The energy in the room was so strong; children will always be one of the wonders of the world! From the start of the event to its end, the female students expressed boundless excitement. Their eyes widened with interest and their pens moved swiftly over their notes as I reeled out one story after another. They were so eager to answer whatever questions I dropped intermittently during my presentation.
To mark this year’s celebration of the International Day of the Girl Child, I had been asked to come and address all the female students in a secondary school and those in the upper primary school of a leading school on Lagos Mainland.
In the course of the engagement with the students, they were asked to name their mentors. While some three or four students mentioned their mothers as their mentors, the rest of them mentioned the names of numerous entertainers from the West. There was no attempt to query or interrogate the reason for the selection of these individuals whom these children have never met as their mentors but the mere attempted association with these cultural influencers is very significant. They live so far away from these children but through technology and the internet, their works have been brought so close to these children and caused them to regard them very highly.
I suppose a similar scenario might play out if the question were crafted differently and the girls were asked to broaden their list of ‘mentors’ to include Nigerian entertainers.
It is instructive that in recommending some ‘Ways to get involved’ in marking the International Day of the Girl Child, the United Nations suggested four options. The last suggestion formed the anchor for the three stories I shared with the girls. The suggestion states as follows: “Amplify your commitment to raising awareness about and addressing factors that hold girls in your country and region back.”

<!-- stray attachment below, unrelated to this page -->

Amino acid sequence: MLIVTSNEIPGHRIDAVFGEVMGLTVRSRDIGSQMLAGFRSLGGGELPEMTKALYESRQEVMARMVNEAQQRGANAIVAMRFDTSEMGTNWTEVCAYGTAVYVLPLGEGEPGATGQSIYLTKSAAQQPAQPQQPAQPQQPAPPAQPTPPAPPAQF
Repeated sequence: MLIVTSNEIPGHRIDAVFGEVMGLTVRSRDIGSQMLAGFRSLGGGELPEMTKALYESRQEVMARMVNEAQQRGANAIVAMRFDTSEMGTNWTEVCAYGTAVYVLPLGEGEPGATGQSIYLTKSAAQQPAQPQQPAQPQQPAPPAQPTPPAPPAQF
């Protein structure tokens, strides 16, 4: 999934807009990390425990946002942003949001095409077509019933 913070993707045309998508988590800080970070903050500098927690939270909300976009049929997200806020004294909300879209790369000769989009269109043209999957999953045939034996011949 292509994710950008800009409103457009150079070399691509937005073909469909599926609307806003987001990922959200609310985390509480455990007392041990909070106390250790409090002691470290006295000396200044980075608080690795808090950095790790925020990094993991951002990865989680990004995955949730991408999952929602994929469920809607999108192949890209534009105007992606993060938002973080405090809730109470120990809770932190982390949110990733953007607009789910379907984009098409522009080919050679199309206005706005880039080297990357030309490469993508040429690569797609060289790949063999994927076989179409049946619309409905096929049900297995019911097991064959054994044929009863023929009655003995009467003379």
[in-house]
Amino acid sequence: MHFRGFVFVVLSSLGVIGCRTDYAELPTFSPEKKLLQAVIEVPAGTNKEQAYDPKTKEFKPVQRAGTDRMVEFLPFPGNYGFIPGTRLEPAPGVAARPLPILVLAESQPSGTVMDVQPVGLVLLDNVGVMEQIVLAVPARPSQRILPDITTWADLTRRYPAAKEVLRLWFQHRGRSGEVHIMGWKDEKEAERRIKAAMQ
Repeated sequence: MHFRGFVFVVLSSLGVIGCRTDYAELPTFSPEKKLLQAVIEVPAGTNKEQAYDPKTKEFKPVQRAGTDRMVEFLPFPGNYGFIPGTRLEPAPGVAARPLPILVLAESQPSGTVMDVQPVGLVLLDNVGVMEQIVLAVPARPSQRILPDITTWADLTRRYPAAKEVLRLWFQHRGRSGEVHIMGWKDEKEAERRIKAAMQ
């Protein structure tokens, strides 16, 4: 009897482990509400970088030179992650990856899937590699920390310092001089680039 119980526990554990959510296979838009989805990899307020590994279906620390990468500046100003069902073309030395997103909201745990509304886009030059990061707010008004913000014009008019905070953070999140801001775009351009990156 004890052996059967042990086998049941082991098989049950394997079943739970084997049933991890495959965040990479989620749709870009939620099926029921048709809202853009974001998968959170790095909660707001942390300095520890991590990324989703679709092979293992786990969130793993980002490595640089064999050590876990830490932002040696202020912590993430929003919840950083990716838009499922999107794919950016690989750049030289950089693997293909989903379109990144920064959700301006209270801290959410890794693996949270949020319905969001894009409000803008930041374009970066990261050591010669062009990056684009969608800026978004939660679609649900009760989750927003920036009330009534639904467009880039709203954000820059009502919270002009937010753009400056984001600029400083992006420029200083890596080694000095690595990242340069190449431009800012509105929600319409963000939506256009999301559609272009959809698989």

Here is where the rubber meets the road: these innocent girls who have conferred their admiration on these cultural icons and selected them as their mentors and who typically ‘consume’ every offering from them without any kind of sieve, deserve some intentional consideration from these cultural icons.
Most of these innocent girls do not know the difference between the performer and the individual behind the performance. They assume they are the same. And they assume that whatever ‘acts’ are put out there by their ‘mentors’ are acceptable, normal, and worthy of emulation. Unfortunately, most adults know that is not the case. There is no question that some of these ‘acts’ have been emulated by many innocent girls who have suffered devastating consequences in the process. These ‘acts,’ are some of the factors that are holding some girls in our country and our region back because of how their unintended consequences typically disrupt the life of many girls and make them unable to attain heights they could easily have attained but for the interruption.